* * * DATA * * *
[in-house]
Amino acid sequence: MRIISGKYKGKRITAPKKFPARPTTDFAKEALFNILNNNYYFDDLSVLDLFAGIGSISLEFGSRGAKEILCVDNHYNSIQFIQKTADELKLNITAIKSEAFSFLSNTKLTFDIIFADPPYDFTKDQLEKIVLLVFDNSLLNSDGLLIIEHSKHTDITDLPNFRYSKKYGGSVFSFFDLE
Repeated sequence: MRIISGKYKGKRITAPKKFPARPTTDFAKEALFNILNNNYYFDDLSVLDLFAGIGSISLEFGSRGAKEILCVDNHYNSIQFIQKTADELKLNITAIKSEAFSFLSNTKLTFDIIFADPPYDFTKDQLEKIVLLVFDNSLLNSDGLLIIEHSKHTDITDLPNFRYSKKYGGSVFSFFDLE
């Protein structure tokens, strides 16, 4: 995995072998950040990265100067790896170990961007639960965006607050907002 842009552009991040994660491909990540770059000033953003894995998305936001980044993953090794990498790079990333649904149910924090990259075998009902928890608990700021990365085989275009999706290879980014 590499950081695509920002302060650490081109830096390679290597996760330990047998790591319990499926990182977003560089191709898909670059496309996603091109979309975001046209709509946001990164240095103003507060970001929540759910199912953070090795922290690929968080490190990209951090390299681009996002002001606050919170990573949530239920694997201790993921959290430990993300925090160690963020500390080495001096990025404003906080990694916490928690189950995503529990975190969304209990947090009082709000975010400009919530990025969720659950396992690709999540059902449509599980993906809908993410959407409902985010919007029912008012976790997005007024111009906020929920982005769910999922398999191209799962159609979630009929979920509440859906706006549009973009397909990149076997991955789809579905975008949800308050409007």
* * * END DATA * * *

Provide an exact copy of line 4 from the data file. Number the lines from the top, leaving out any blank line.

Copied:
């Protein structure tokens, strides 16, 4: 995995072998950040990265100067790896170990961007639960965006607050907002 842009552009991040994660491909990540770059000033953003894995998305936001980044993953090794990498790079990333649904149910924090990259075998009902928890608990700021990365085989275009999706290879980014 590499950081695509920002302060650490081109830096390679290597996760330990047998790591319990499926990182977003560089191709898909670059496309996603091109979309975001046209709509946001990164240095103003507060970001929540759910199912953070090795922290690929968080490190990209951090390299681009996002002001606050919170990573949530239920694997201790993921959290430990993300925090160690963020500390080495001096990025404003906080990694916490928690189950995503529990975190969304209990947090009082709000975010400009919530990025969720659950396992690709999540059902449509599980993906809908993410959407409902985010919007029912008012976790997005007024111009906020929920982005769910999922398999191209799962159609979630009929979920509440859906706006549009973009397909990149076997991955789809579905975008949800308050409007």